There’s much more to birdwatchers than meets the eye

26th, 2011
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Attitude is everything and while moving abroad can be challenging for some, others, such as Çağan Şekercioğlu, embrace the experience. He speaks to Today’s Zaman about moving to the US from Turkey and how his childhood passion has developed into both a successful academic career and research of global importance related to birds and ecology.

Exploring, not relocating

It’s no mean feat to leave your home country and then work towards becoming a professor at a foreign university, but that’s what Çağan’s achieved. He is currently a professor of conservation ecology and ornithology at the University of Utah’s department of biology.

His journey to the US basically started while at İstanbul’s prestigious Robert College as about a third of graduates go on to college in the US. Çağan received a full college scholarship to Harvard University in 1993, where he got degrees in biology and anthropology, magna cum laude.

Language hasn’t been an issue for him in the US after seven years at Robert College, where most teachers are native English speakers. So what have been the major challenges? “I adapt to new places and cultures easily, and Harvard was very international and cosmopolitan,” he highlights. “But graduate school at Stanford was a bit of a change as I was the first Turkish student in the ecology department. Stanford University overall is very international and enjoyable, but I felt out of place in the ecology department as it lacked cultural and international diversity. This is a problem in ecology and conservation biology in general, compared to engineering or business, for example, and now as a professor, I hope I can help change that.”

But doesn’t he feel like a foreigner? “No,” he emphasizes. “I’m a born explorer and traveler and feel at home everywhere; the US is an international place anyway. As I’ve spent over half of my life in the US, I now feel both American and Turkish. I’m now curious to see how it will be in Salt Lake City, which is increasingly cosmopolitan and surrounded by the great outdoors. The University of Utah has a very international perspective and I felt right at home in our department.”

Çağan appreciates many things about the US. “I like the fact that things usually work,” he highlights. “However, I’ve noticed that changing recently, what I jokingly call ‘the US becoming a developing country.’ I hope that’s temporary, politicians learn to work together and things get back on track, otherwise the US will become another ‘empire’ that got too comfortable, overconfident and went into decline. On a positive note, the US has been very supportive of my research and conservation work and shown me how to do and support good conservation science. I also really appreciate the US’s conservation system, amazing national parks, local conservation associations and the Endangered Species Act and other environmental laws. Compared to Turkey, the US government has been more successful at conserving the country’s habitats and biodiversity: The US ranks 73rd while Turkey ranks 140th out of 163 countries in biodiversity and habitat conservation on the Yale 2010 Environmental Performance Index. Of course, the US should be doing much better, too. European countries like Austria, Germany, the Netherlands and the UK, and some developing countries with low population densities, such as Bhutan, Bolivia and Botswana, share first place.”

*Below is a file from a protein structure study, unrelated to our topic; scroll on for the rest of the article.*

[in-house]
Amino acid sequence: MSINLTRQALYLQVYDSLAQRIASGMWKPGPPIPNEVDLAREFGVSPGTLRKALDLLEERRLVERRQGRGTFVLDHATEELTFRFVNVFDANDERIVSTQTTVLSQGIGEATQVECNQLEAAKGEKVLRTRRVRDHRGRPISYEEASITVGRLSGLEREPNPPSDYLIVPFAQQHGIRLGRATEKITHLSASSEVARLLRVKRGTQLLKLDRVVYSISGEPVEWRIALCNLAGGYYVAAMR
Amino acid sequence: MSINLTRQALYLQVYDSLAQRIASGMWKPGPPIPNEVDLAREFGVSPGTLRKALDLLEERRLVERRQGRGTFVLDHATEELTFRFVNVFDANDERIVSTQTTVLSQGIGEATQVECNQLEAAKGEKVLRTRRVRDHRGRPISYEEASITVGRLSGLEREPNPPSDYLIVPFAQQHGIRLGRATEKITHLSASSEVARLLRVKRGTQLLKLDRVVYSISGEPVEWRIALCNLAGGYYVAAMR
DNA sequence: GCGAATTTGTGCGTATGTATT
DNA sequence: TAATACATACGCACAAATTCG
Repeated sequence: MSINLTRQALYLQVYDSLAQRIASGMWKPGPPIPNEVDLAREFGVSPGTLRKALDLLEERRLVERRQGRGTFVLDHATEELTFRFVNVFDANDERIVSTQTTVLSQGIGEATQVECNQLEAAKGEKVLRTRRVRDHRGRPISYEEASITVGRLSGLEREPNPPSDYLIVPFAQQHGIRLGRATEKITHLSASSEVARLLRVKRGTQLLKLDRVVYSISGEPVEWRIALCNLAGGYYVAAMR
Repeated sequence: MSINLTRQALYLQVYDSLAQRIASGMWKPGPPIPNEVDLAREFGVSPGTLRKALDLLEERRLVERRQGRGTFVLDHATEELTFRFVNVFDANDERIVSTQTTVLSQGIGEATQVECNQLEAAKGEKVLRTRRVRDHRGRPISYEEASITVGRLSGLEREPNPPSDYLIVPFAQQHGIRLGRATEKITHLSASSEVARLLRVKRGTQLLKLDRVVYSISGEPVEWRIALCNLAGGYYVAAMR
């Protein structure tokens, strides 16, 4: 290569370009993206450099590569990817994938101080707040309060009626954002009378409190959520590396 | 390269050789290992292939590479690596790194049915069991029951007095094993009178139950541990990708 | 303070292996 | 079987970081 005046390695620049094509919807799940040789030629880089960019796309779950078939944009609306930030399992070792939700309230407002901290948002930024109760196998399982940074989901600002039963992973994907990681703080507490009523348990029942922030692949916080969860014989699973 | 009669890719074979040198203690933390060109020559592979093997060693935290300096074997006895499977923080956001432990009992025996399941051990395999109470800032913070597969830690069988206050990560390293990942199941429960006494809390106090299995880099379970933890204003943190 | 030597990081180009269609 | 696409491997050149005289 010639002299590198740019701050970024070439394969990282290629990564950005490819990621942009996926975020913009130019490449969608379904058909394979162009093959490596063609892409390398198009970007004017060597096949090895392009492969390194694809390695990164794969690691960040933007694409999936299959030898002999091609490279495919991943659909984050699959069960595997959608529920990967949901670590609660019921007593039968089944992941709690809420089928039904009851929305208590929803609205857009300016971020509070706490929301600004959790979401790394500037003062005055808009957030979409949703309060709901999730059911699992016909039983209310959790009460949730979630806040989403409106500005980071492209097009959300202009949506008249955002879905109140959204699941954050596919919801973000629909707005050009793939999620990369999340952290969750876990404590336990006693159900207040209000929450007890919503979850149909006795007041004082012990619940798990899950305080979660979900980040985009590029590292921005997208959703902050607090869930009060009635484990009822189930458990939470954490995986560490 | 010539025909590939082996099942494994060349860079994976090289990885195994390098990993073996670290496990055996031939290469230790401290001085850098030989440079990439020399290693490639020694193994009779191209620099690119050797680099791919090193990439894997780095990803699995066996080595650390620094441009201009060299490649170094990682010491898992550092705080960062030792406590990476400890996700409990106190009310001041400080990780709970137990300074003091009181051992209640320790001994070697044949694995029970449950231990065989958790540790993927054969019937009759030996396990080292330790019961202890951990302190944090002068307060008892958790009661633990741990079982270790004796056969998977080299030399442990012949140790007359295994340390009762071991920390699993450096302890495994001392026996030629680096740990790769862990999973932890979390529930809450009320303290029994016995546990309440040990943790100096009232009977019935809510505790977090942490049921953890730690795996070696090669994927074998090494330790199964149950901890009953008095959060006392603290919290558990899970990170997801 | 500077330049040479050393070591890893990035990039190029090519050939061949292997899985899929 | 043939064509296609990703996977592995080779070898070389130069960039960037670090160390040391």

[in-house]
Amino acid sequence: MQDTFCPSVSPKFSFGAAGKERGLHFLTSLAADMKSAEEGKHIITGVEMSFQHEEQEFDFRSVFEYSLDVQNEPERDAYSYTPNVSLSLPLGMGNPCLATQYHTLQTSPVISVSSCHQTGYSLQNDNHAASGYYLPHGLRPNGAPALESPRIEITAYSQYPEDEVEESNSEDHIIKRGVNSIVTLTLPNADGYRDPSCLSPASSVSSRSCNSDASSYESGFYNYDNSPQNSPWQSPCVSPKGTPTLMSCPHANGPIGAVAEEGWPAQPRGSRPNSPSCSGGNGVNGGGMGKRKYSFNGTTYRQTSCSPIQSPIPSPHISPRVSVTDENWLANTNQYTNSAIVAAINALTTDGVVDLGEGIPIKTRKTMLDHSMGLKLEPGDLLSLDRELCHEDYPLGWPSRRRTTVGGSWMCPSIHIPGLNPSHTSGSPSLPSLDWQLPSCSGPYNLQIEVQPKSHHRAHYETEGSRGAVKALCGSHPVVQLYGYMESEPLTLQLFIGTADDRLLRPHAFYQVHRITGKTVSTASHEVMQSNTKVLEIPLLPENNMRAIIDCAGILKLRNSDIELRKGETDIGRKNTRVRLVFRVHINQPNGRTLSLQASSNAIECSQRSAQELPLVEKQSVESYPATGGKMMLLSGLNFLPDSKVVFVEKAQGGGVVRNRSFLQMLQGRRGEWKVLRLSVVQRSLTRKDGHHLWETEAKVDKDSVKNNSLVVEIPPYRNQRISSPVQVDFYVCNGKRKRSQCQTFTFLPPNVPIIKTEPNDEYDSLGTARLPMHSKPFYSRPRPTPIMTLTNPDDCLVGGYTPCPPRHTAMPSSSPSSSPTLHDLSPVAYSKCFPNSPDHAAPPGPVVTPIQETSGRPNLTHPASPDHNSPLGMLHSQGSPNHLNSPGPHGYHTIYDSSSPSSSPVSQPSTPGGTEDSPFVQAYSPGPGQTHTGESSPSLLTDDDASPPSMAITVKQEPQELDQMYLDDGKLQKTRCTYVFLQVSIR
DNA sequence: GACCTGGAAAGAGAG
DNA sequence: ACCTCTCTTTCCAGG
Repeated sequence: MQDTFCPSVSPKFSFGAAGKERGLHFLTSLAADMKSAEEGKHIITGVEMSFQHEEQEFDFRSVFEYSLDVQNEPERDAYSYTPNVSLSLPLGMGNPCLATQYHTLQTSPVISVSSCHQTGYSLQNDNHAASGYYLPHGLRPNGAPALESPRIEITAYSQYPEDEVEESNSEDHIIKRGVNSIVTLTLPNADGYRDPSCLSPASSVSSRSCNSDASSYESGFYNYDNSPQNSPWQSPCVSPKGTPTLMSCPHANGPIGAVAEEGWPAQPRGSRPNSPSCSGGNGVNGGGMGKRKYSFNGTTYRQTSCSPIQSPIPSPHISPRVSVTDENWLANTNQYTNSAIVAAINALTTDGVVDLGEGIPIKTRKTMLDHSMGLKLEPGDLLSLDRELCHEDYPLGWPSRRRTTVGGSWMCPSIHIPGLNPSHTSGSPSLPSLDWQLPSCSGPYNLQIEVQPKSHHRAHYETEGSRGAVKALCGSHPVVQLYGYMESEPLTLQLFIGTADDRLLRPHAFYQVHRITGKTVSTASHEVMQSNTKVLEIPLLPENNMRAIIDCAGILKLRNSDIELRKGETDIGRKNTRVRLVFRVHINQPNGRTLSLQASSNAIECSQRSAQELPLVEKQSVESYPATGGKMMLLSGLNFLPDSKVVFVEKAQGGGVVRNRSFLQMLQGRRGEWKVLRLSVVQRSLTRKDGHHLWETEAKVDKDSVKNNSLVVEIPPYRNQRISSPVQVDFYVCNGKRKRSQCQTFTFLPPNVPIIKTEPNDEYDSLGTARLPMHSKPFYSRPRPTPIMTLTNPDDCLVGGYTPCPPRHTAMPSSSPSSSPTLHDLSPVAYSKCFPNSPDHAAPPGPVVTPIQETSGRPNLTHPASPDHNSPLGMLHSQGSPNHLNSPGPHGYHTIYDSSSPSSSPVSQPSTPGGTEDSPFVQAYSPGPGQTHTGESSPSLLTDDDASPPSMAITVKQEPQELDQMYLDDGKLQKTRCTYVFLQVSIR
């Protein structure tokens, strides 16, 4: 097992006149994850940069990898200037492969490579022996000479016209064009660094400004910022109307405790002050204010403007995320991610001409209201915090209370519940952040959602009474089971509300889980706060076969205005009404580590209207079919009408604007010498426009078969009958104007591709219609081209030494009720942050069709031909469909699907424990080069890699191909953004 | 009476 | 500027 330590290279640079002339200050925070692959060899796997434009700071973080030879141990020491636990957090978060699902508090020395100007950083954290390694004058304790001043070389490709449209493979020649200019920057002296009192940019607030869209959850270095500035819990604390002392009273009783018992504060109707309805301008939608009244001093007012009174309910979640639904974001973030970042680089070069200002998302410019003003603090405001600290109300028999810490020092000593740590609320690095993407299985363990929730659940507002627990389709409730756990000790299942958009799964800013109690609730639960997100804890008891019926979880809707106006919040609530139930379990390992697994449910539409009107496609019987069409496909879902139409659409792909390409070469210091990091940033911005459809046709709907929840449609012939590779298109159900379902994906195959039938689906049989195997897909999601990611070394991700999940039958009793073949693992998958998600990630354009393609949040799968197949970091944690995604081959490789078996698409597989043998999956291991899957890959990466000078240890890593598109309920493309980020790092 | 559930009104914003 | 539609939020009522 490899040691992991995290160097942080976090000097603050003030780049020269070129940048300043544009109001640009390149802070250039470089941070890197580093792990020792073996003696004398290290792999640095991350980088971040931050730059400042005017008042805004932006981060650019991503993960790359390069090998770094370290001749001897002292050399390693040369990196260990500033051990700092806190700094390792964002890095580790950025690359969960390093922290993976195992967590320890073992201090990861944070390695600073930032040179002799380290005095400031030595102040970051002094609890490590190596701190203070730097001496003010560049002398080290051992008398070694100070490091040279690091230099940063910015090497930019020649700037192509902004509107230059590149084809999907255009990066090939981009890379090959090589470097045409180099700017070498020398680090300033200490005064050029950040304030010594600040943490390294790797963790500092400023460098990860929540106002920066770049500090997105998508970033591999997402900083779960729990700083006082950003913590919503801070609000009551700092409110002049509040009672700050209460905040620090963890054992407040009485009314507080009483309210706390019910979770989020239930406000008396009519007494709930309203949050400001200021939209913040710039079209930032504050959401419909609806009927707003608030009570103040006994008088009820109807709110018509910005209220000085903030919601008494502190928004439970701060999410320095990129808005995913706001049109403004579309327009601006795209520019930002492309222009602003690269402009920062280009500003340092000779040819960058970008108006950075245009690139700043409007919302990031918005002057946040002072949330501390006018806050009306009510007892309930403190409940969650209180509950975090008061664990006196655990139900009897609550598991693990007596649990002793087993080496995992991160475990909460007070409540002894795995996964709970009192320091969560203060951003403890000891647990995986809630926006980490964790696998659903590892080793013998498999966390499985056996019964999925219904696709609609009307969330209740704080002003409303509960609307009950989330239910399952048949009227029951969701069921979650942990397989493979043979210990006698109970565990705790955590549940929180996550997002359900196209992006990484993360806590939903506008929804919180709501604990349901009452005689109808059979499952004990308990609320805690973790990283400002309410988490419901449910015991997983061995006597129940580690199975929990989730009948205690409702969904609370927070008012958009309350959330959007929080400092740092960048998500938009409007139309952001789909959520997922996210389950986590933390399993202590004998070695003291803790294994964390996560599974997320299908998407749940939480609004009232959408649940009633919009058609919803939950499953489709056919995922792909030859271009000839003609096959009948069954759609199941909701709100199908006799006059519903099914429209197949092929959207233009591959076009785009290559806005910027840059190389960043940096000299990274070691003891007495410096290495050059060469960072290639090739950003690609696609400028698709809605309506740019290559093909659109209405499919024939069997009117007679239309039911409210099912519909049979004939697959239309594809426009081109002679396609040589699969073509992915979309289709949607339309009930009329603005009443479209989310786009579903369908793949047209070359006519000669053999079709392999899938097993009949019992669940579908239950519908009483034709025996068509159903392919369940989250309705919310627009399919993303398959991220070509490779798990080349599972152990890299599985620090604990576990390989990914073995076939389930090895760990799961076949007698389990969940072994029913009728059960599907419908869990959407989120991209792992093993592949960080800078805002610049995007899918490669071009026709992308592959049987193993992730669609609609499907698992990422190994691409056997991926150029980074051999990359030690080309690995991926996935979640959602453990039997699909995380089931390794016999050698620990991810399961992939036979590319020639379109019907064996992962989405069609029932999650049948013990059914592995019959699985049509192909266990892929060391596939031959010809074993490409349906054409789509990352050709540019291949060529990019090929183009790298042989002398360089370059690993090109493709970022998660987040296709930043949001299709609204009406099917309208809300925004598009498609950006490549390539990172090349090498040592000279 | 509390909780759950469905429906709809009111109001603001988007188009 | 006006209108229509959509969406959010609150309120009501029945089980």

Call of the wild

If you think about birdwatchers, you probably conjure up an image of somebody sedate in their 60s who spends hours behind a bush with a pair of binoculars waiting for a rare bird to appear. Çağan, however, is nothing of the sort: He’s in his mid-30s, dynamic and so enthusiastic that you start to wonder why bird watching isn’t more popular.

It would be ridiculous to compete with him, though, as he’s observed and studied nearly 5,800 bird species in 70 countries on all continents. He’s also studied insects in Colorado and Costa Rica, and butterflies, bird lice ethnobotany and mammals in Turkey. But when did he discover his passion for nature? “I was born with ‘biophilia,’ as my Harvard professor Edward Wilson calls it,” Çağan explains. “I even learned to read when I was 4 because my parents got sick of reading me the animal entries in my encyclopedia. I had no interest in soccer and started collecting insects, lizards and other animals to raise them at home, including poisonous animals and sea creatures. My mom took me to a child psychiatrist when I was 6 after I threw poisonous animals at people and put insects on girls’ backs in kindergarten; fortunately he told her my interest in nature should be encouraged.”